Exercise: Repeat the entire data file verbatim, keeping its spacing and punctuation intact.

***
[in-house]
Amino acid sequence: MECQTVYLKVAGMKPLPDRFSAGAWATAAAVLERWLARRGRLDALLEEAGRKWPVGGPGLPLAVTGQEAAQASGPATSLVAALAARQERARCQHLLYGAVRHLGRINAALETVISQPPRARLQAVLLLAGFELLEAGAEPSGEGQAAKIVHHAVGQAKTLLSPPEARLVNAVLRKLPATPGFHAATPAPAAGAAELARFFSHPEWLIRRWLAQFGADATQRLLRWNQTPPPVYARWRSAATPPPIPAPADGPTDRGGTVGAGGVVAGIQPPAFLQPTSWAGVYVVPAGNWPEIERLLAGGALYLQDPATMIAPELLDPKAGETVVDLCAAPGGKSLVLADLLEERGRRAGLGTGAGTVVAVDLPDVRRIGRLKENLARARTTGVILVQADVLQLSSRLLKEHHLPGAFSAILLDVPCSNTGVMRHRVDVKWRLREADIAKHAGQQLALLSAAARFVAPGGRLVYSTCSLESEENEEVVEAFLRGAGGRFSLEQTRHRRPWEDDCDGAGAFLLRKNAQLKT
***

[in-house]
Amino acid sequence: MECQTVYLKVAGMKPLPDRFSAGAWATAAAVLERWLARRGRLDALLEEAGRKWPVGGPGLPLAVTGQEAAQASGPATSLVAALAARQERARCQHLLYGAVRHLGRINAALETVISQPPRARLQAVLLLAGFELLEAGAEPSGEGQAAKIVHHAVGQAKTLLSPPEARLVNAVLRKLPATPGFHAATPAPAAGAAELARFFSHPEWLIRRWLAQFGADATQRLLRWNQTPPPVYARWRSAATPPPIPAPADGPTDRGGTVGAGGVVAGIQPPAFLQPTSWAGVYVVPAGNWPEIERLLAGGALYLQDPATMIAPELLDPKAGETVVDLCAAPGGKSLVLADLLEERGRRAGLGTGAGTVVAVDLPDVRRIGRLKENLARARTTGVILVQADVLQLSSRLLKEHHLPGAFSAILLDVPCSNTGVMRHRVDVKWRLREADIAKHAGQQLALLSAAARFVAPGGRLVYSTCSLESEENEEVVEAFLRGAGGRFSLEQTRHRRPWEDDCDGAGAFLLRKNAQLKT